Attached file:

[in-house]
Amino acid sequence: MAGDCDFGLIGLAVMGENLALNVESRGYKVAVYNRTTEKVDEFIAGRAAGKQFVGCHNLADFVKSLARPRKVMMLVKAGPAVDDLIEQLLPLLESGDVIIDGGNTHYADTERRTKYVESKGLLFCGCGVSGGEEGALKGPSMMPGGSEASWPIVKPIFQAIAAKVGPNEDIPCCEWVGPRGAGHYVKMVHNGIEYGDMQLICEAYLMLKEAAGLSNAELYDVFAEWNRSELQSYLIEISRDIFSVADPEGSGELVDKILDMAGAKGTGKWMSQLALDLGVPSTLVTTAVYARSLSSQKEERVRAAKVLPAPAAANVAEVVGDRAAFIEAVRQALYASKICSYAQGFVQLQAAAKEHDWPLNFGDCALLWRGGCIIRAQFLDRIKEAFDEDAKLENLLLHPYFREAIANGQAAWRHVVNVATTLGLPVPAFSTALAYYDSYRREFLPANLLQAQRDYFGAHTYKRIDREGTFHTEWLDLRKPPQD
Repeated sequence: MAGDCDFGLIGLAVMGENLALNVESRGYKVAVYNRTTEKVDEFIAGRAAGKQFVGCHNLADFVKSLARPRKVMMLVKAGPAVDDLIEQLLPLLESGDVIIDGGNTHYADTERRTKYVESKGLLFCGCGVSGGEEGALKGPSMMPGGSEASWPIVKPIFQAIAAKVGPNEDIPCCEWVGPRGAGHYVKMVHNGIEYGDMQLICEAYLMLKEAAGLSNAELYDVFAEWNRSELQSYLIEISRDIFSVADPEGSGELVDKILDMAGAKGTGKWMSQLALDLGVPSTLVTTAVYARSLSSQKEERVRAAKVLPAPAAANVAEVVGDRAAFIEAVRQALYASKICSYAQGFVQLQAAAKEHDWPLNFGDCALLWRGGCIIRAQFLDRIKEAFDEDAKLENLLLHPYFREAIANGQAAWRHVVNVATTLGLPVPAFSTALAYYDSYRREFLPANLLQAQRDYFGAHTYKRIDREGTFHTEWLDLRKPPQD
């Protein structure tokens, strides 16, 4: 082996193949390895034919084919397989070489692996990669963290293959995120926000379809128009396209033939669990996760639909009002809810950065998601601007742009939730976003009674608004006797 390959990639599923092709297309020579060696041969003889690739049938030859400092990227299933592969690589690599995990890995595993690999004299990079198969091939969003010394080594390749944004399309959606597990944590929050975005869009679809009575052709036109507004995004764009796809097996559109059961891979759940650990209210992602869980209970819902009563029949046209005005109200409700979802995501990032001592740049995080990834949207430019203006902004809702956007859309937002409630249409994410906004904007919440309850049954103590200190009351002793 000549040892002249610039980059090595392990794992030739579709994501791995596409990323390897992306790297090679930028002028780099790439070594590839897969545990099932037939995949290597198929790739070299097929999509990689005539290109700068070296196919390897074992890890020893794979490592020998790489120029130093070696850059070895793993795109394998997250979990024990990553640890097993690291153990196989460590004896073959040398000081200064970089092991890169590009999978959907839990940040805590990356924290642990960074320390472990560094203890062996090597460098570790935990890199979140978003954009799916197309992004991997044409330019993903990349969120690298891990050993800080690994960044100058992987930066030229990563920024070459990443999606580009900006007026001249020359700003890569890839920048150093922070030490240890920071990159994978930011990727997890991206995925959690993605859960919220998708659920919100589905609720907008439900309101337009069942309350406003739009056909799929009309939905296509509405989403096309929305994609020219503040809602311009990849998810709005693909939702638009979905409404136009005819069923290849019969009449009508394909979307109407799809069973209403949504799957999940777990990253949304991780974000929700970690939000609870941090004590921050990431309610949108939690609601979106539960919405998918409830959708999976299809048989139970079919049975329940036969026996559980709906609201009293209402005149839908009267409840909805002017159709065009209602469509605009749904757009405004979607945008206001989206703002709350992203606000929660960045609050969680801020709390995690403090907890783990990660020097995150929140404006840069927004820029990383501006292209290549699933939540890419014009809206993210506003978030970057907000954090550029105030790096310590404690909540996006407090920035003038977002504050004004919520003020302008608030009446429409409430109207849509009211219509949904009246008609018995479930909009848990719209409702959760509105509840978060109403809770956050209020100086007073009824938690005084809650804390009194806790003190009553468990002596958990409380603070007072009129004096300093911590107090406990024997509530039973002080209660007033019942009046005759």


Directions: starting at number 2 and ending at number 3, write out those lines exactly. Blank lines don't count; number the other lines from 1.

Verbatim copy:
Amino acid sequence: MAGDCDFGLIGLAVMGENLALNVESRGYKVAVYNRTTEKVDEFIAGRAAGKQFVGCHNLADFVKSLARPRKVMMLVKAGPAVDDLIEQLLPLLESGDVIIDGGNTHYADTERRTKYVESKGLLFCGCGVSGGEEGALKGPSMMPGGSEASWPIVKPIFQAIAAKVGPNEDIPCCEWVGPRGAGHYVKMVHNGIEYGDMQLICEAYLMLKEAAGLSNAELYDVFAEWNRSELQSYLIEISRDIFSVADPEGSGELVDKILDMAGAKGTGKWMSQLALDLGVPSTLVTTAVYARSLSSQKEERVRAAKVLPAPAAANVAEVVGDRAAFIEAVRQALYASKICSYAQGFVQLQAAAKEHDWPLNFGDCALLWRGGCIIRAQFLDRIKEAFDEDAKLENLLLHPYFREAIANGQAAWRHVVNVATTLGLPVPAFSTALAYYDSYRREFLPANLLQAQRDYFGAHTYKRIDREGTFHTEWLDLRKPPQD
Repeated sequence: MAGDCDFGLIGLAVMGENLALNVESRGYKVAVYNRTTEKVDEFIAGRAAGKQFVGCHNLADFVKSLARPRKVMMLVKAGPAVDDLIEQLLPLLESGDVIIDGGNTHYADTERRTKYVESKGLLFCGCGVSGGEEGALKGPSMMPGGSEASWPIVKPIFQAIAAKVGPNEDIPCCEWVGPRGAGHYVKMVHNGIEYGDMQLICEAYLMLKEAAGLSNAELYDVFAEWNRSELQSYLIEISRDIFSVADPEGSGELVDKILDMAGAKGTGKWMSQLALDLGVPSTLVTTAVYARSLSSQKEERVRAAKVLPAPAAANVAEVVGDRAAFIEAVRQALYASKICSYAQGFVQLQAAAKEHDWPLNFGDCALLWRGGCIIRAQFLDRIKEAFDEDAKLENLLLHPYFREAIANGQAAWRHVVNVATTLGLPVPAFSTALAYYDSYRREFLPANLLQAQRDYFGAHTYKRIDREGTFHTEWLDLRKPPQD